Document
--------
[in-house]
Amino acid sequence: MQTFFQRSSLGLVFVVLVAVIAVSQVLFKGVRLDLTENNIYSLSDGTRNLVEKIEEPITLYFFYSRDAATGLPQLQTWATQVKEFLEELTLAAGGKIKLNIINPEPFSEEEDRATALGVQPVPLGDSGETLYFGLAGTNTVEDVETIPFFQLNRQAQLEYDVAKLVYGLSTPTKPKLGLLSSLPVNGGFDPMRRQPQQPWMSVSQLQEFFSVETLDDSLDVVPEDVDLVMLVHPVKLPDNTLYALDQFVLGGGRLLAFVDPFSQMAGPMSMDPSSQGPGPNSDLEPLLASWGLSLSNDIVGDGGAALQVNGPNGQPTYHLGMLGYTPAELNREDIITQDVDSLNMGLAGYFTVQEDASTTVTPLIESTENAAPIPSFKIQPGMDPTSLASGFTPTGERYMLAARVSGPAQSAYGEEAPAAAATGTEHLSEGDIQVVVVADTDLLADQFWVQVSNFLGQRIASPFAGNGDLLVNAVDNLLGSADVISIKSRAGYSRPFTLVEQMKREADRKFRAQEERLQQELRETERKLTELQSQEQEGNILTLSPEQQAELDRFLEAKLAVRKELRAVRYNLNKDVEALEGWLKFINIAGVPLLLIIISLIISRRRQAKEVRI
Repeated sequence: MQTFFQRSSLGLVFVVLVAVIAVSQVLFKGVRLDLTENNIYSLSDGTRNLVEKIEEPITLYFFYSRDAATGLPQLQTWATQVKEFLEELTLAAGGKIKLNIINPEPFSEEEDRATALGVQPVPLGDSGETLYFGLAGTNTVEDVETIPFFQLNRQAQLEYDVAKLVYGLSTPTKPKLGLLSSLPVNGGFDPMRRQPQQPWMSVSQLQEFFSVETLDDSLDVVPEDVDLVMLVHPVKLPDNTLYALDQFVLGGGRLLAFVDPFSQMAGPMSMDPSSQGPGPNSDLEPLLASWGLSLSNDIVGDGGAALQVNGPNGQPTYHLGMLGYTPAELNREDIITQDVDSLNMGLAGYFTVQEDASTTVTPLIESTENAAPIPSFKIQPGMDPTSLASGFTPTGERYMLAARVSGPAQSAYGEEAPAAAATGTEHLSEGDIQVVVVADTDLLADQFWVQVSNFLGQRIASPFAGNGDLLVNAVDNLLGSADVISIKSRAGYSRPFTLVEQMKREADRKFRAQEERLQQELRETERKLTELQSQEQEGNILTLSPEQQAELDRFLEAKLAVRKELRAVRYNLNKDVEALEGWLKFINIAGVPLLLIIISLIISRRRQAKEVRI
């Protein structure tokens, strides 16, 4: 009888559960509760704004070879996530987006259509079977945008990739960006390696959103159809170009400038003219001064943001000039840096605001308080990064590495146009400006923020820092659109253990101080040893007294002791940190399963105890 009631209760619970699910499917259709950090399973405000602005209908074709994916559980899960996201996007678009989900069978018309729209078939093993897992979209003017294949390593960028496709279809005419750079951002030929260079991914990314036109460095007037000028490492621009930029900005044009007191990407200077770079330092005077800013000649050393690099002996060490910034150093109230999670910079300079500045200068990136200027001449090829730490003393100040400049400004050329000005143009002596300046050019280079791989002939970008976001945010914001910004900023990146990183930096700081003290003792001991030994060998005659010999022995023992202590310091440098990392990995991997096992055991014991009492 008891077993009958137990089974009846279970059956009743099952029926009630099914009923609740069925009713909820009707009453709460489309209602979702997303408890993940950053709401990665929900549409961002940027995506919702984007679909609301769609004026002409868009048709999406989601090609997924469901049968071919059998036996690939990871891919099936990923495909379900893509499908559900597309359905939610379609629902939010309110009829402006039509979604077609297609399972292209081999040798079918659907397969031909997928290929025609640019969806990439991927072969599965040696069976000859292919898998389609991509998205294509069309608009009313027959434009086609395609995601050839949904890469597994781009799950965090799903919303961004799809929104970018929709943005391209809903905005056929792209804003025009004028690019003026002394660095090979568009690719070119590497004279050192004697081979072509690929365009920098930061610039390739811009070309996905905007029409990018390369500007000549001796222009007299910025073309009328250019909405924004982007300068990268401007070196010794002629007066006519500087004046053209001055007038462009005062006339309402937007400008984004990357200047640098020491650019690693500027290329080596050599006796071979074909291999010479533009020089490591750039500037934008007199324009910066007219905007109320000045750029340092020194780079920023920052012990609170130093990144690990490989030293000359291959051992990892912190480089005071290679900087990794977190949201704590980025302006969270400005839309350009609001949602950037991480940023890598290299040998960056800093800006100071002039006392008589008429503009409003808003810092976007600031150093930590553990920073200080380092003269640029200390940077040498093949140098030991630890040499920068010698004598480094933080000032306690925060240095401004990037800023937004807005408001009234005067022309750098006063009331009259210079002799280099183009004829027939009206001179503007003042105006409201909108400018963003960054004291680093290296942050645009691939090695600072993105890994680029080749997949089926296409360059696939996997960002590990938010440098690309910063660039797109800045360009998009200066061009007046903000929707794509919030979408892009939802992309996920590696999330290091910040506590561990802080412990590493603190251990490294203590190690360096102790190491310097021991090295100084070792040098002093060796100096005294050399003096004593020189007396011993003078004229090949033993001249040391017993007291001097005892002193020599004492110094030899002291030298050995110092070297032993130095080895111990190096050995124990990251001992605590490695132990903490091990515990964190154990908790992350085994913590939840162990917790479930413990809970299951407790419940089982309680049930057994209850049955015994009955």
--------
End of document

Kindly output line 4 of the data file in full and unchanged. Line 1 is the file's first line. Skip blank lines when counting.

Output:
């Protein structure tokens, strides 16, 4: 009888559960509760704004070879996530987006259509079977945008990739960006390696959103159809170009400038003219001064943001000039840096605001308080990064590495146009400006923020820092659109253990101080040893007294002791940190399963105890 009631209760619970699910499917259709950090399973405000602005209908074709994916559980899960996201996007678009989900069978018309729209078939093993897992979209003017294949390593960028496709279809005419750079951002030929260079991914990314036109460095007037000028490492621009930029900005044009007191990407200077770079330092005077800013000649050393690099002996060490910034150093109230999670910079300079500045200068990136200027001449090829730490003393100040400049400004050329000005143009002596300046050019280079791989002939970008976001945010914001910004900023990146990183930096700081003290003792001991030994060998005659010999022995023992202590310091440098990392990995991997096992055991014991009492 008891077993009958137990089974009846279970059956009743099952029926009630099914009923609740069925009713909820009707009453709460489309209602979702997303408890993940950053709401990665929900549409961002940027995506919702984007679909609301769609004026002409868009048709999406989601090609997924469901049968071919059998036996690939990871891919099936990923495909379900893509499908559900597309359905939610379609629902939010309110009829402006039509979604077609297609399972292209081999040798079918659907397969031909997928290929025609640019969806990439991927072969599965040696069976000859292919898998389609991509998205294509069309608009009313027959434009086609395609995601050839949904890469597994781009799950965090799903919303961004799809929104970018929709943005391209809903905005056929792209804003025009004028690019003026002394660095090979568009690719070119590497004279050192004697081979072509690929365009920098930061610039390739811009070309996905905007029409990018390369500007000549001796222009007299910025073309009328250019909405924004982007300068990268401007070196010794002629007066006519500087004046053209001055007038462009005062006339309402937007400008984004990357200047640098020491650019690693500027290329080596050599006796071979074909291999010479533009020089490591750039500037934008007199324009910066007219905007109320000045750029340092020194780079920023920052012990609170130093990144690990490989030293000359291959051992990892912190480089005071290679900087990794977190949201704590980025302006969270400005839309350009609001949602950037991480940023890598290299040998960056800093800006100071002039006392008589008429503009409003808003810092976007600031150093930590553990920073200080380092003269640029200390940077040498093949140098030991630890040499920068010698004598480094933080000032306690925060240095401004990037800023937004807005408001009234005067022309750098006063009331009259210079002799280099183009004829027939009206001179503007003042105006409201909108400018963003960054004291680093290296942050645009691939090695600072993105890994680029080749997949089926296409360059696939996997960002590990938010440098690309910063660039797109800045360009998009200066061009007046903000929707794509919030979408892009939802992309996920590696999330290091910040506590561990802080412990590493603190251990490294203590190690360096102790190491310097021991090295100084070792040098002093060796100096005294050399003096004593020189007396011993003078004229090949033993001249040391017993007291001097005892002193020599004492110094030899002291030298050995110092070297032993130095080895111990190096050995124990990251001992605590490695132990903490091990515990964190154990908790992350085994913590939840162990917790479930413990809970299951407790419940089982309680049930057994209850049955015994009955």